Sunday, July 15, 2012


I tried to make meringues once in college, and they were terrible. Not these! When piped into 1-2" rounds, they're light and crunchy almost all the way through, with just a tiny bit of a softer center. These will be the wedding cake toppers, without the plum jam mousse that they're shown with here.

n egg whites
n x 1/4 c white sugar
vanilla or flavorings

Preheat oven to 200F and line baking sheets with parchment. Beat egg whites until they hold medium-soft peaks, then keep beating while slowly drizzling in the sugar until very stiff. Beat small amounts of liquid flavorings, or very carefully fold in dry flavorings (do not beat in anything chunky!). Pipe the meringue onto the parchment however you like. Bake for 2 hr, then turn off the oven, open the door, and let the meringues keep drying in the oven for 2 more hours. The meringues are done when the surfaces are dry and they easily detach from the parchment. Store in a sealed container at room temperature.

Lemon and lavender cake

Thanks so much to Alan for suggesting this combination, and thanks to Jaime&Alan and Todd for hosting 4th of July parties to eat cake at! (Hence the "USA".) All you can see here is the frosting, but that's at least enough to demonstrate that the whipped cream is happily pipable. And the cake inside is finally the right texture, and the lemon, sour cream, and lavender all balance out very well to make a final cake that's both light and interesting. Second wedding win!

4 c all-purpose flour
4 T cornstarch
2 t baking powder
1.5 t baking soda
1 t salt
2 c buttermilk (or milk + juice of 2 lemons)
2 sticks unsalted butter, softened
2 c sugar
2 t vanilla
4 eggs
1 T Meyer lemon zest

Preheat oven to 350F and prepare two 9" cake pans. Mix dry ingredients in a medium bowl, and mix milk and lemon juice in a small bowl. In a large bowl, cream the butter and sugar, then beat in the vanilla, eggs, and zest until fluffy. Beat in the dry ingredients and the buttermilk in several alternating batches, without overmixing. Transfer to pans and knock out the air bubbles, then bake for 35-40 min until golden. These domed a fair bit, so make sure to level before assembling the cake.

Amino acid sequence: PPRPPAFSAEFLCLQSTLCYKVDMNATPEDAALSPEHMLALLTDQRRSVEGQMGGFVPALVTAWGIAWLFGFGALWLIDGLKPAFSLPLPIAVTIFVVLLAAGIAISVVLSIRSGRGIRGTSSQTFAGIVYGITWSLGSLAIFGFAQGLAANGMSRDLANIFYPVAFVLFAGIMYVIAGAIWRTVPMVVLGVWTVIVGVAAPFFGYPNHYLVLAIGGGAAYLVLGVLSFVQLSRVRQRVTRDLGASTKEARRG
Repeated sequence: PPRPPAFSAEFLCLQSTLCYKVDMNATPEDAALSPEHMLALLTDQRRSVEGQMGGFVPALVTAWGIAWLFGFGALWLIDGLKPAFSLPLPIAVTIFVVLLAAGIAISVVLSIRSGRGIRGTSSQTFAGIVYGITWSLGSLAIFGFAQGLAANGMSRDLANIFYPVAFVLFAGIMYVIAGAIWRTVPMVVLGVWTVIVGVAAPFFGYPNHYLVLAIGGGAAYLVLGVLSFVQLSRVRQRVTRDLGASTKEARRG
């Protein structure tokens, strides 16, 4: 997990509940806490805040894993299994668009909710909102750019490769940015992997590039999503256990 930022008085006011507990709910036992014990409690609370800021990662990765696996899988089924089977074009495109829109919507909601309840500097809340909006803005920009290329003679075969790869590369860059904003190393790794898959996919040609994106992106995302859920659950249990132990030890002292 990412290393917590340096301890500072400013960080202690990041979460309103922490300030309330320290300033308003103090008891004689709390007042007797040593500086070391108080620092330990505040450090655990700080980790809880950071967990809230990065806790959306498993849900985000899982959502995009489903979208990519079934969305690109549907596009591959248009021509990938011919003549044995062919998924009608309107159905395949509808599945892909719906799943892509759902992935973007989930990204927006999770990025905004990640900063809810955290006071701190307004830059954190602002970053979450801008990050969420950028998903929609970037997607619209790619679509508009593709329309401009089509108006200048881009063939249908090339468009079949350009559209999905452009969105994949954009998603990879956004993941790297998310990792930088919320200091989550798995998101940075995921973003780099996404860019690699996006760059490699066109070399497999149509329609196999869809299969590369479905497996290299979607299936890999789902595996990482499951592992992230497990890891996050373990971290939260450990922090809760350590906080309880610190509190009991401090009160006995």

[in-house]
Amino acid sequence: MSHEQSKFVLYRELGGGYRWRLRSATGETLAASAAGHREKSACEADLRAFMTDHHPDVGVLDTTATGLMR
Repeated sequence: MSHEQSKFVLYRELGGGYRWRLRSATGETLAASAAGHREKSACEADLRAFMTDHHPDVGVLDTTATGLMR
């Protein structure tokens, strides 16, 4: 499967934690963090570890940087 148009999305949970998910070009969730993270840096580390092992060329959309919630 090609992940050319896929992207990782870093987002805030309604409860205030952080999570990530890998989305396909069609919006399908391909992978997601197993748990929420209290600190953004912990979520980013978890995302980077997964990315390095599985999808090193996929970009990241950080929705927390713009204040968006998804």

1 stick unsalted butter, softened
3.5 c powdered sugar
1 T honey
4 T Meyer lemon juice
5 T sour cream
1/2 t vanilla
pinch salt

Beat everything together until fluffy. Adjust the sour cream and powdered sugar to get something stiff enough.

several whole sprigs lavender, gently rinsed
2 T honey
1 c cream
powdered sugar as needed (at least a cup I think)

Put the lavender, honey, and cream in a saucepan. Heat until just simmering, then turn off the heat, cover, and let steep for half an hour. Strain into a bowl, discarding the lavender, and chill the cream in the fridge. Whip the cream until fairly firm, then beat in powdered sugar to get the taste and sturdiness you want.

Chocolate caramel cake

Same cake as this, because it's so friggin good. The caramel frosting was a bit hard to work with, with a fine line between too runny and too stiff, but it works out in the end. Overall, the combo makes a rich, sweet, crowd-friendly cake that lends itself to small slices—wedding win!

make this in one 8" square pan with right-angle corners + one 8" square pan with rounded corners

Swiss meringue buttercream, with some powdered sugar and finely chopped chocolate whipped in. Spread this in between the layers.

caramel frosting:
1.5 sticks unsalted butter
2 c brown sugar
1/2 t salt
1/2 c cream
1 t vanilla